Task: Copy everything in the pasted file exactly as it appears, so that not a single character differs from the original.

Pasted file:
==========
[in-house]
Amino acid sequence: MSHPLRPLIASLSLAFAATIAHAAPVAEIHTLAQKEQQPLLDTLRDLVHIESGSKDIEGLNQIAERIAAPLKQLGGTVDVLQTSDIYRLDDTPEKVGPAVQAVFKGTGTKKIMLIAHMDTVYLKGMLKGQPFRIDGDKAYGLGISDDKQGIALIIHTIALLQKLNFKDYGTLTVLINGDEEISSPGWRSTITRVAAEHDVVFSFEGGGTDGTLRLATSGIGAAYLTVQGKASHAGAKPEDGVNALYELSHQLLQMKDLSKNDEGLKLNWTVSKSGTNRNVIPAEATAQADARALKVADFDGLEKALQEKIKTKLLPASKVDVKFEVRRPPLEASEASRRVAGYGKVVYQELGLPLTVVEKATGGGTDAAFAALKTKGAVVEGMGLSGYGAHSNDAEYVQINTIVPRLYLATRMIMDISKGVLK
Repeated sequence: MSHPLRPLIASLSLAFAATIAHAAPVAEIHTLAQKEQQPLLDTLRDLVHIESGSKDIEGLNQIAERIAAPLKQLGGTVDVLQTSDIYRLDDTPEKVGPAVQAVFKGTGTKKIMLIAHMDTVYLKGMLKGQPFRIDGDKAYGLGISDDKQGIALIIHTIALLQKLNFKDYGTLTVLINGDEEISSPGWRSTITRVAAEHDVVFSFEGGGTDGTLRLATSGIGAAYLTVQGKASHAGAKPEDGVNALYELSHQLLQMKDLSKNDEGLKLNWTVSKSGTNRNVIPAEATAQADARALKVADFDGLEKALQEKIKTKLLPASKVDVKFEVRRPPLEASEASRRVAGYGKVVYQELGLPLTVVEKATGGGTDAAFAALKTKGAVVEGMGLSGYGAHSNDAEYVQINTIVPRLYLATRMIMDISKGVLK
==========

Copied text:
[in-house]
Amino acid sequence: MSHPLRPLIASLSLAFAATIAHAAPVAEIHTLAQKEQQPLLDTLRDLVHIESGSKDIEGLNQIAERIAAPLKQLGGTVDVLQTSDIYRLDDTPEKVGPAVQAVFKGTGTKKIMLIAHMDTVYLKGMLKGQPFRIDGDKAYGLGISDDKQGIALIIHTIALLQKLNFKDYGTLTVLINGDEEISSPGWRSTITRVAAEHDVVFSFEGGGTDGTLRLATSGIGAAYLTVQGKASHAGAKPEDGVNALYELSHQLLQMKDLSKNDEGLKLNWTVSKSGTNRNVIPAEATAQADARALKVADFDGLEKALQEKIKTKLLPASKVDVKFEVRRPPLEASEASRRVAGYGKVVYQELGLPLTVVEKATGGGTDAAFAALKTKGAVVEGMGLSGYGAHSNDAEYVQINTIVPRLYLATRMIMDISKGVLK
Repeated sequence: MSHPLRPLIASLSLAFAATIAHAAPVAEIHTLAQKEQQPLLDTLRDLVHIESGSKDIEGLNQIAERIAAPLKQLGGTVDVLQTSDIYRLDDTPEKVGPAVQAVFKGTGTKKIMLIAHMDTVYLKGMLKGQPFRIDGDKAYGLGISDDKQGIALIIHTIALLQKLNFKDYGTLTVLINGDEEISSPGWRSTITRVAAEHDVVFSFEGGGTDGTLRLATSGIGAAYLTVQGKASHAGAKPEDGVNALYELSHQLLQMKDLSKNDEGLKLNWTVSKSGTNRNVIPAEATAQADARALKVADFDGLEKALQEKIKTKLLPASKVDVKFEVRRPPLEASEASRRVAGYGKVVYQELGLPLTVVEKATGGGTDAAFAALKTKGAVVEGMGLSGYGAHSNDAEYVQINTIVPRLYLATRMIMDISKGVLK